1. Between 21 March and 15 July 2016, the Scottish Government undertook a public consultation on a draft Code of Practice ('the Code') to underpin the use of police powers to 'stop and search' in Scotland.  The consultation received 38 responses from a range of organisations and individuals.
2. In March 2015 the Scottish Government invited an Independent Advisory Group, chaired by John Scott QC, to consider long-term policy and practice on stop and search. The group included experts from the fields of policing, law enforcement and children's rights. The Advisory Group recommended an end to consensual stop and search, and produced a draft Code of Practice which would underpin the continuing use of statutory stop and search. The draft Code of Practice was based on the Code of Practice currently in place in England and Wales (known as PACE Code A).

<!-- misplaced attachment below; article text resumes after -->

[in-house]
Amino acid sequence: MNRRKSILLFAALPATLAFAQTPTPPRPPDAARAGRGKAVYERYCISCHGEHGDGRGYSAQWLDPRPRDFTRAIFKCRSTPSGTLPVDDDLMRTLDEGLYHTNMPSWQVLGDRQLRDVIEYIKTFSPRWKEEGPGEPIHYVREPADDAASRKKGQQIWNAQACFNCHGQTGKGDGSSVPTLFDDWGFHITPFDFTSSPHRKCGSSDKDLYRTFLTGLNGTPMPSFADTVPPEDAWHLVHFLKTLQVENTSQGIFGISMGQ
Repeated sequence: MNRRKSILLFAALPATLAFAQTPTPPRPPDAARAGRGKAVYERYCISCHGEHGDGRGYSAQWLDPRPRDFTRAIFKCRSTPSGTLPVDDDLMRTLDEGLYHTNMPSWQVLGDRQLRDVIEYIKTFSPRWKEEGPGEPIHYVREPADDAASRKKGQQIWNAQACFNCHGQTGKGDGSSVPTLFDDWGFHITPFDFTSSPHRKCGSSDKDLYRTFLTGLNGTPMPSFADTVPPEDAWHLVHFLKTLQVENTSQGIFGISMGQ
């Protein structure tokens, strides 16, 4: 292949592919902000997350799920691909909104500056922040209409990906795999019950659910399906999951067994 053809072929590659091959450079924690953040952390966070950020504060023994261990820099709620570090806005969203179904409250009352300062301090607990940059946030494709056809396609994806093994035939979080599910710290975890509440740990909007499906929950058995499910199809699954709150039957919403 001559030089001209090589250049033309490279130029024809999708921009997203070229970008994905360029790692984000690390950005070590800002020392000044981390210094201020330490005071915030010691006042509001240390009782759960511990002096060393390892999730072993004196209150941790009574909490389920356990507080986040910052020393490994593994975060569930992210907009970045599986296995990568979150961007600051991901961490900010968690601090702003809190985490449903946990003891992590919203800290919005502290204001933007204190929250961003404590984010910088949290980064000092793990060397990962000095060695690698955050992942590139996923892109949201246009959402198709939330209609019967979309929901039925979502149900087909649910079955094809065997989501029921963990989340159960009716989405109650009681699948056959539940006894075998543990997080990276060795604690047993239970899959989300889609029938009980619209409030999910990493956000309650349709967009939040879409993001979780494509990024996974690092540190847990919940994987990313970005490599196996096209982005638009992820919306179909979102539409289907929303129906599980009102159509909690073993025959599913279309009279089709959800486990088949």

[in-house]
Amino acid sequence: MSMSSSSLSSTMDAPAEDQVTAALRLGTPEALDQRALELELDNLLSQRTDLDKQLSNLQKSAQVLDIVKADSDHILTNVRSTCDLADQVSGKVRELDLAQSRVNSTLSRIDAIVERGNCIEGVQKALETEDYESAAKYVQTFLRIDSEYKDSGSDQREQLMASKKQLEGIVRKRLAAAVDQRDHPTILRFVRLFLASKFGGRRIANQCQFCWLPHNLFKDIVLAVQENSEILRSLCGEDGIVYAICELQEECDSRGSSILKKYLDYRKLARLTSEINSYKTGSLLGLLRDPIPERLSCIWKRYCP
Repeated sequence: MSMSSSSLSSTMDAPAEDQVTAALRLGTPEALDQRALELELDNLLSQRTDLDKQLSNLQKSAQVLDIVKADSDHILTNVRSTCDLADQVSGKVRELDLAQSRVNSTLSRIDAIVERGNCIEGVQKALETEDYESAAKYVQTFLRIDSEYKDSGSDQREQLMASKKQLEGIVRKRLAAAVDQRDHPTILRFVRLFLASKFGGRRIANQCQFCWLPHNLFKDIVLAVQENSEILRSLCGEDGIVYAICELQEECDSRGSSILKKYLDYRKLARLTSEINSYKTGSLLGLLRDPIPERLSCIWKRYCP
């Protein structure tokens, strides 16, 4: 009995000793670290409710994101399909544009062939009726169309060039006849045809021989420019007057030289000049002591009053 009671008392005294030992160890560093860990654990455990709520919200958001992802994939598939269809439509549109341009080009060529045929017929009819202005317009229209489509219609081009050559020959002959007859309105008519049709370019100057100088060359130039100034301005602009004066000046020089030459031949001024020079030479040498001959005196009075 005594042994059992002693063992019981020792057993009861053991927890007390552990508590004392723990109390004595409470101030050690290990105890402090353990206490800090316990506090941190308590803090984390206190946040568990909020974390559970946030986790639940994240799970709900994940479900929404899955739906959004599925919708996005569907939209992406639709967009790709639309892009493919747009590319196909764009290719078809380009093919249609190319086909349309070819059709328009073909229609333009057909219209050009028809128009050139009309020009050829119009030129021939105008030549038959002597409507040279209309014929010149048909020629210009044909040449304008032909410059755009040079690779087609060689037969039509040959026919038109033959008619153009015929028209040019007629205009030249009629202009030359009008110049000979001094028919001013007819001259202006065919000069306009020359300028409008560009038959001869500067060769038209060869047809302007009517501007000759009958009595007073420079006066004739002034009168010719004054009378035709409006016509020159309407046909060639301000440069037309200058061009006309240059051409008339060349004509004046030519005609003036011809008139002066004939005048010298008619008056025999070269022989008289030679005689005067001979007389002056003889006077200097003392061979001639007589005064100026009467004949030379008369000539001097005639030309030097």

3. Subsequent to the work of the Advisory Group, the Criminal Justice (Scotland) Act 2016 made several changes to the law regarding stop and search. The Act made a Code of Practice a statutory requirement; it also made provision for ending the use of non-statutory stop and search in Scotland once a Code of Practice is in place.
4. The consultation issued by the Scottish Government in March 2016 follows on from the work carried out by the Independent Advisory Group, which recommended that its draft Code of Practice be put out to consultation prior to adoption.